Was Plunket St now John Dillon St

The pretty network of little streets between Francis St and Patrick St arose out of significant chaos. The most substantial of these is John Dillon St, which runs along the east of St Nicholas’ to the Iveagh Markets. A description of the area in the late 18th century by Rev. James Whitelaw, vicar of St. Catherine’s on Thomas Street, reported that on approaching the Liberties from the east of the city, a “general declension in both streets and houses was perceptible”. Houses were crowded together, and while some were the residences of shop-keepers, most were “occupied by working manufacturers, by petty shop keepers, the labouring poor, and beggars, crowded together, to a degree distressing to humanity”.

From a map of Dublin 1798, showing area Thomas St to St Patricks Cathedral

From a map of Dublin 1798, showing area Thomas St to St Patrick’s Cathedral. Plunket St is located in the centre of the extract.

The extent of this over-crowding was recorded on Plunket St in 1798. Plunket St consisted of what is now John Dillon St, Dillon Place, and probably Thomas Davis St South, or some parallel street. The 1798 survey reported that the 32 houses there contained 917 inhabitants, an average of nearly 29 people per house (the typical occupation across the Liberty was 12 – 16). Some of the shops on the street in the mid-eighteenth century have been recorded in the account books of “a Dublin Lady” (Mrs Katherine Bayly). These included The Churn, where she bought bacon, The Parrot, which supplied coffee and cocoa, and Adam and Eve, where the nature of business is not identified – perhaps an inn or tavern of some sort.

Plunket St, running from Francis St on the left (west) to Patrick St on the right. The Meeting House is marked P. M. H.

Plunket St, running from Francis St on the left (west) to Patrick St on the right. The Meeting House is marked P. M. H.

Plunket St had a Meeting House, clearly marked on Rocque’s map of 1756. Kenneth Ferguson—really I owe the man royalties at this stage—reprints an extract from a contemporary account that says the church was

for several years in a very low state, that the sentiments and preachings of the ministers who officiated were extremely unpopular and but ill adapted to preserve the church from a languishing condition.

Grappling with such problems, the church closed soon after, and the building was acquired by Lady Huntingdon, who financed the repair and reopened the church in 1773. In 1797, William Cooper came to Dublin and became connected with the church. It subsequently became known as Cooper’s Tabernacle and enjoyed the patronage of the La Touches and Town Major Henry Charles Sirr, who presented Cooper with a silver cup for use at the Tabernacle.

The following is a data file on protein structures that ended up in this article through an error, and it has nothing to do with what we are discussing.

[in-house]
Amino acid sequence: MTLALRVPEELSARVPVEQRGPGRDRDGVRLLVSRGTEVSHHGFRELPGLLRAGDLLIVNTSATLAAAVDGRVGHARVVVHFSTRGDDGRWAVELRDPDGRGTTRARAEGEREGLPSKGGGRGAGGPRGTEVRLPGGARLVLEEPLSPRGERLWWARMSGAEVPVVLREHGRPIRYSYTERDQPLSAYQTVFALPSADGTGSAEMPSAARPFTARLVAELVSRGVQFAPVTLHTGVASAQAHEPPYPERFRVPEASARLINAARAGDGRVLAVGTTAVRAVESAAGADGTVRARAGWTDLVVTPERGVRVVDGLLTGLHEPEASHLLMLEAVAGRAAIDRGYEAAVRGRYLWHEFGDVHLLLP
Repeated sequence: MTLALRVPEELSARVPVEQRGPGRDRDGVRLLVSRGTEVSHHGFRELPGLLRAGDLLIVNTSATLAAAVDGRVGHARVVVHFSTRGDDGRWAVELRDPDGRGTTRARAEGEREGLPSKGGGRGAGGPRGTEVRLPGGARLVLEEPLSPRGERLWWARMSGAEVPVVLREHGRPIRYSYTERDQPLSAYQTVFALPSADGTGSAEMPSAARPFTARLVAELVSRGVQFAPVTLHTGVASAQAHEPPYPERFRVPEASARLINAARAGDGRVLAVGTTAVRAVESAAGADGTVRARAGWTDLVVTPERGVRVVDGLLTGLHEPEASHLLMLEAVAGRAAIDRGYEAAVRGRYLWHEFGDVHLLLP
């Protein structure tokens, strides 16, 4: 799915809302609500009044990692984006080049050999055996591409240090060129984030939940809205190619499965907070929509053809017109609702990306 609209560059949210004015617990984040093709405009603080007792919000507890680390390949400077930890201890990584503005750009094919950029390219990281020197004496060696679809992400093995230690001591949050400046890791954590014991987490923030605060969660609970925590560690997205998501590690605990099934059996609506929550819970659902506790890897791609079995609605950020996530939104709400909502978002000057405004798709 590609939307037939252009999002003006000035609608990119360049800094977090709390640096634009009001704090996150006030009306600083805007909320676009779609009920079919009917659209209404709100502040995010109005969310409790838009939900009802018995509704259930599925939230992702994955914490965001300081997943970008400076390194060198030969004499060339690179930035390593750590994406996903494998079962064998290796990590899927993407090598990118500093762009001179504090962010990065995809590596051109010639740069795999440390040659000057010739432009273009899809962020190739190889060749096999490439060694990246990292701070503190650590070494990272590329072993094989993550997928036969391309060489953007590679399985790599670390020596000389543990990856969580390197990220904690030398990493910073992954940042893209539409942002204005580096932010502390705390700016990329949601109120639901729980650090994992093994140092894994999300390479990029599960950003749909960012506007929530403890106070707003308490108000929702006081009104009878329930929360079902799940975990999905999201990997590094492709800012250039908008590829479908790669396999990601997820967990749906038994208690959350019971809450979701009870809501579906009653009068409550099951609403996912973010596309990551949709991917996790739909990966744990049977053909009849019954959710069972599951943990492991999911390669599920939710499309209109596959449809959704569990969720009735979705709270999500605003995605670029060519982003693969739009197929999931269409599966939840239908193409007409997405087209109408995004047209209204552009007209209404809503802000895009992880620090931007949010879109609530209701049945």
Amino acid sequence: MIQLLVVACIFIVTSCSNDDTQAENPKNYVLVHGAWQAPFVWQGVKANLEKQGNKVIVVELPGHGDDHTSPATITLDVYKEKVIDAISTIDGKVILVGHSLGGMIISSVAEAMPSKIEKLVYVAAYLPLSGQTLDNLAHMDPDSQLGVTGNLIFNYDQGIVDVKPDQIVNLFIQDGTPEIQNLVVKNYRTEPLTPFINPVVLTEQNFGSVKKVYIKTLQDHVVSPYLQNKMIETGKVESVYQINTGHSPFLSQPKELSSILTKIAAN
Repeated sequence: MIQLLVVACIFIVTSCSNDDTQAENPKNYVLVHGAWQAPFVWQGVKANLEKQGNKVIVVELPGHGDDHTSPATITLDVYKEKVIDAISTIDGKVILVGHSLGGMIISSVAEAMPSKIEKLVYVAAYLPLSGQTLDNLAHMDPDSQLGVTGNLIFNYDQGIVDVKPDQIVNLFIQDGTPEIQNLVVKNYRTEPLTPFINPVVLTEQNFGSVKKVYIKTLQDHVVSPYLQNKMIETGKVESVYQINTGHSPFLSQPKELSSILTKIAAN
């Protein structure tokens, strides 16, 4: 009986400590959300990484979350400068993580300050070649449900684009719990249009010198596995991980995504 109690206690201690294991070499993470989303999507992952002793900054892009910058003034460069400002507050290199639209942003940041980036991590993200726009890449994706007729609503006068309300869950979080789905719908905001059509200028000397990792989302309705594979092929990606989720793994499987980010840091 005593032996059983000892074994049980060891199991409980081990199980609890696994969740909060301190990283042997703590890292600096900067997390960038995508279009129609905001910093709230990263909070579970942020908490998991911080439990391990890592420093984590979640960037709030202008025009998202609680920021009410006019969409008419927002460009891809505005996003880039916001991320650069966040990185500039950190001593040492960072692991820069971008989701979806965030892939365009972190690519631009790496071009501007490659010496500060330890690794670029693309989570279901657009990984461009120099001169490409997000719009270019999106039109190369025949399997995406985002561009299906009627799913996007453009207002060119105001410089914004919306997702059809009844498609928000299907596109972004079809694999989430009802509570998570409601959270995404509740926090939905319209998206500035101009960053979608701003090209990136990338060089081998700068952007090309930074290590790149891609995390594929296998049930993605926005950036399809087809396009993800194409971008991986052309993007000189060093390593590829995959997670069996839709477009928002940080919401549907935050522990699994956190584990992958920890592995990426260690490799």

John Dillon St (Photo: Monosnaps on Flickr)

John Dillon St (Photo: Monosnaps on Flickr) https://www.flickr.com/photos/dubpics/

By the 1880s, this part of Dublin joined others in being redeveloped by the Dublin Artisan’s Dwelling Company (see article on Reginald St). The Meeting House had closed in 1882, and by 1885, the area was cleared and redeveloped, giving us the pretty cottages that are there today.

The area was further developed in 1906 with the construction of the Iveagh Markets. This covered market was built by the Iveagh Trust to replace a market area removed on the construction of the park beside St. Patrick’s Cathedral. The building includes the use of the distinctive Portmarnock red brick.

Sketch from Illustrated London News, 1881, of Home Rule Party, showing Dillon, Parnell and others (click to go to source: Dublin City Library and Archive)

Sketch from Illustrated London News, 1881, of Home Rule Party, showing Dillon, Parnell and others (click to go to source: Dublin City Library and Archive)

These clearances meant that the name of the street also changed, and it is surprising (to me) that the new name took that of John Dillon MP (see correction below*). We are of course used to the large number of changes to street names that followed independence (see article on Hogan Place), but Dillon, an Irish nationalist and advocate of Home Rule appears to have been a much earlier example. Perhaps this, and his long life meant that he may have missed out on getting his name on one of the grander streets of Dublin, which his role in Irish history surely justifies. Nevertheless, this is a pretty little street, and more unusual in that it includes the full name of the man it is dedicated to.

*Correction: Having since read Seamus Conboy’s article (“Changing Dublin Street Names, 1880’s to 1940’s” in Dublin Historical Record, 2011, Vol. 64(2), 205-225) it appears that John Dillon St was named after Dillon’s father, John Blake Dillon, a Young Irelander in 1886. The point about surprise at being named after a nationalist at this time still stands!

Notes

  • The current status of the Iveagh Markets was covered in a recent Irish Times Buildings at Risk article.
  • H. F. Berry (1898) Notes from the Diary of a Dublin Lady in the Reign of George II. The Journal of the Royal Society of Antiquaries of Ireland, 8(2), 141-154.
  • Kenneth Ferguson (2005) Rocque’s Map and the History of Nonconformity in Dublin: A search for meeting houses, Dublin Historical Record, 58(2), 129-165.
  • Donal T. Flood (1974) The Decay of Georgian Dublin, Dublin Historical Record, 27(3), 78-100.
  • Joseph W. Hammond (1941) Town Major Henry Charles Sirr, Dublin Historical Record, 4(2), 58-75.